The Albuquerque Isotopes are almost ready to play ball and kick off the 2019 season against the Salt Lake Bees on Thursday, April 4 at 6:35 p.m. 

The team returns familiar faces such as 2018 Pacific Coast League MVP Josh Fuentes as well as top prospects Brendan Rodgers and Peter Lambert. A trio of the longest tenured 'Topes, Jordan Patterson (368 games), Mike Tauchman (351) and Tom Murphy (215) will not return after moving on to new organizations during the offseason. 

10 players on the opening day roster will make their Triple-A debuts, a group that is headlined by Sam Hilliard, an outfielder who is listed as the No. 10 prospect in the Rockies Organization according to MLB Pipeline. 



Manager Glenallen Hill, who is entering his fifth season leading the Isotopes and seventh in charge of the Rockies Triple-A affiliate, thinks this has the potential to be one of the best groups he has ever managed, especially the pitching staff. 

"I would not use the word decent," Hill said of his pitchers. "We have a strong pitching staff, we have guys that have a lot of weaponry, guys that are power guys, guys that are really good with offspeed pitches so that combination is a good thing to have. Guys are excited... It's an exciting environment, this is one of the best teams in all of minor league baseball."

Hill described Triple-A as a fluid situation with a lot of moving parts, which is something that is definitely proving true so far. The team has yet to play a game and already two players who were expected to be on the opening day roster in infielder Pat Valaika and reliever Carlos Estevez having been called up to Colorado as injury replacements.   

That pitching staff is lead by Lambert — who got the start against the Rockies in last week's exhibition game — as well a familiar face in Jeff Hoffman. Hoffman is likely the first man up for the Rockies should they suffer injuries due to the big league rotation.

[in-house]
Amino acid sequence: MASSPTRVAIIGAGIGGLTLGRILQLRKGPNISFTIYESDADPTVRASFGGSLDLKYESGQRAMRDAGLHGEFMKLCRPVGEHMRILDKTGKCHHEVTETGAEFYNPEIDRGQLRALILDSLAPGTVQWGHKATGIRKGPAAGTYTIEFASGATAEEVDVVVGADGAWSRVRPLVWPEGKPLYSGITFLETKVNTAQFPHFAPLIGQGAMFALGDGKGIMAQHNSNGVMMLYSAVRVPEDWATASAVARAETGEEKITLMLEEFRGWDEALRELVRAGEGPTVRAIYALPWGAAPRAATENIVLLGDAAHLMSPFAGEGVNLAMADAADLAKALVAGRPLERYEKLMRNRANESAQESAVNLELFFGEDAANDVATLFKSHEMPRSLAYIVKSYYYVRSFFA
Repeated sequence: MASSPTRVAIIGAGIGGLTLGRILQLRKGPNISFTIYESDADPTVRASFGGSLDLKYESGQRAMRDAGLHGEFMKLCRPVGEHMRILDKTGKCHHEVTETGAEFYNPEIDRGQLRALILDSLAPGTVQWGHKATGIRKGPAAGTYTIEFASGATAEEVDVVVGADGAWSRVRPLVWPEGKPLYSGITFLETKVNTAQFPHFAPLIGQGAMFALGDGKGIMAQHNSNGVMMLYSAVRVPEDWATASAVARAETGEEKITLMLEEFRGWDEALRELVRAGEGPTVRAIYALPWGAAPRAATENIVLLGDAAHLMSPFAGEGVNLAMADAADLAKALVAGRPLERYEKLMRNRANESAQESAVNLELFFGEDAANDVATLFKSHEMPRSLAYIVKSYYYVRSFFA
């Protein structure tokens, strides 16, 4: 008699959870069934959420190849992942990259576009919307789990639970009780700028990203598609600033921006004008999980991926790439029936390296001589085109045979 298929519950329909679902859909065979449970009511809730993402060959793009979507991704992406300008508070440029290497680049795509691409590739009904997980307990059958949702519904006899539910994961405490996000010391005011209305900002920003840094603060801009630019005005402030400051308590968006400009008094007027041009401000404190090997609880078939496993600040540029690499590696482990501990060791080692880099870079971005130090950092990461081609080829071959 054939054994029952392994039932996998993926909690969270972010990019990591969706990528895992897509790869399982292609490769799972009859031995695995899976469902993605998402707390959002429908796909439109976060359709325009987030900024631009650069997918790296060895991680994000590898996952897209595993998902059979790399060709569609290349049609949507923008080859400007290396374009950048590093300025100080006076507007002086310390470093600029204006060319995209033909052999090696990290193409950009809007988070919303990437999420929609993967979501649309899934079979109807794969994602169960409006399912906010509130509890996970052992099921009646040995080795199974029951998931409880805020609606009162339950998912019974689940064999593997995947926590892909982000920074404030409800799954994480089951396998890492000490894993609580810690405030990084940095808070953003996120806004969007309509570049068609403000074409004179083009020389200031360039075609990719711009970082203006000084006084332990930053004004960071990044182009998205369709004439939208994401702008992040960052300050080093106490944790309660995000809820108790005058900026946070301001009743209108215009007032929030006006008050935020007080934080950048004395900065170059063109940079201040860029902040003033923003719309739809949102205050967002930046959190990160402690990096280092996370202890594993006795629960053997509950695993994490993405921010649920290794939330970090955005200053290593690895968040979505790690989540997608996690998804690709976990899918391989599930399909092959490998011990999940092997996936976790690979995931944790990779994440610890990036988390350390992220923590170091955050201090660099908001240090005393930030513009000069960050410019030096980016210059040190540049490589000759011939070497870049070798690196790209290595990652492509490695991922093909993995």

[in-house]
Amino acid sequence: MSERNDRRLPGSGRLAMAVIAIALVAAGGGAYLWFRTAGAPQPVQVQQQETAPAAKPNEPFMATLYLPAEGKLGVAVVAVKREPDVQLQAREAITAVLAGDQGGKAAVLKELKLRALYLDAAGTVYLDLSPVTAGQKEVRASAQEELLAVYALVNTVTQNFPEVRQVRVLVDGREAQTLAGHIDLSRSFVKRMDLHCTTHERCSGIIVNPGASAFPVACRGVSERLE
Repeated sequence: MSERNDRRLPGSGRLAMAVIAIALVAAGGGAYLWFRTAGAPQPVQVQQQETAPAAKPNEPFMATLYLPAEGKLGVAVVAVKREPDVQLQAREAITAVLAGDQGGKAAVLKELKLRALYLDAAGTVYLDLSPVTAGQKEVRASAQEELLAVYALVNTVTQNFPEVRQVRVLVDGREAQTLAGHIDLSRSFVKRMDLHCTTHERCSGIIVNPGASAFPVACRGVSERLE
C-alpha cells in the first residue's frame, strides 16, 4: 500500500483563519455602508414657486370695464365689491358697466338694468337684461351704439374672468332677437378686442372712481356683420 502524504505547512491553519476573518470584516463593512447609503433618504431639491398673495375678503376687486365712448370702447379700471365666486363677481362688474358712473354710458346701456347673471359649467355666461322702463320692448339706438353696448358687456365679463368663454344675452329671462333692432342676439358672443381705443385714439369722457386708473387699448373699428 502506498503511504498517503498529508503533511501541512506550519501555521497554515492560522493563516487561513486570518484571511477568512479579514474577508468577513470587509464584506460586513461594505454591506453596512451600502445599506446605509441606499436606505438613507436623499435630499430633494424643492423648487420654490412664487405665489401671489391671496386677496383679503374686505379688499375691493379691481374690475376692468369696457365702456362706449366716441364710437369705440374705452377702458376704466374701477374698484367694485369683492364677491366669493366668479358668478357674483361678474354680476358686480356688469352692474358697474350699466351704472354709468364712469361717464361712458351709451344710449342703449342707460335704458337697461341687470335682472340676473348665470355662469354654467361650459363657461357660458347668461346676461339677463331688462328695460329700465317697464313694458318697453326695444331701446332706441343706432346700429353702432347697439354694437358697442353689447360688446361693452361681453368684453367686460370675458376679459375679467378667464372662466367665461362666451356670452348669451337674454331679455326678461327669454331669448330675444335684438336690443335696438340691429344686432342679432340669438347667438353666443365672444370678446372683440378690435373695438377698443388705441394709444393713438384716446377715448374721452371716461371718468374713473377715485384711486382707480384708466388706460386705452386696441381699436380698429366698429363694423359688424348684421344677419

Lambert said that he thinks that the team will benefit from having half the bullpen with major league experience, including Carlos Estevez who had a brief stint as the Rockies closer in 2016. 

"We've got a really good staff as a whole, starters, bullpen it's going to be a lot of fun." 

He's also glad that he had the opportunity to play the second half of last season with the Isotopes to allow him to get his feet at the Triple-A level.

"I was talking to one of the other guys and I think that's huge, just having that experience and knowing what to expect, I think that's going to be huge for me," Lambert said. 

In 11 starts in Albuquerque last year, he went 2-5 with a 5.04 ERA in 55.1 innings. Opposing batters hit .320 against him and he recorded a 1.57 walks plus hits per inning pitched (WHIP). 

As for Fuentes, who broke his hamate bone at the beginning of his first major league spring training, an injury that often requires the bone to be removed entirely and frequently cuts short seasons. It can take players up to two months to recover fully from the injury, but Fuentes is a full participant after a month. 

He originally was notable for being the cousin of Rockies star third baseman Nolan Arenado, but made a name for himself with his MVP award last season. The two grew up together and play the same position. They also play some intense games of wiffle ball during the offseason, just like they did when they were kids. Now, he finds himself blocked at third base by his cousin, who signed an eight year extension with the Rockies this offseason. Last year, the Rockies had him playing some first base as well, a position that is considerably weaker within the organization. 

An undrafted signee by the Rockies back in 2014, Fuentes hit .324/.357/.517 with 95 runs batted in and 14 home runs. He said that one of his goals for this season is to try and hit for more power. 

"I obviously came off a good year last year, the expectations are try to get MVP again, but I'm coming out here just to play, to play hard," Fuentes said. "My main focus with these guys is to win ballgames, because when you win ball games, baseball is more fun. For me it's trying to keep doing what I've been doing and not put too much pressure on myself and whatever happens happens." 

Isotopes games throughout the season can be seen on MiLB.tv with a yearly subscription costing $50, or heard on 95.9 FM or 610 AM The Sports Animal. The first homestand of the season runs from Thursday, April 4 through April 8. 

Cameron Goeldner is a senior reporter and photographer for the Daily Lobo. He primarily covers men’s soccer, women’s basketball, softball and the Albuquerque Isotopes, but also contributes content for all other sports. He can be reached at sports@dailylobo.com or on Twitter  @Goeldfinger.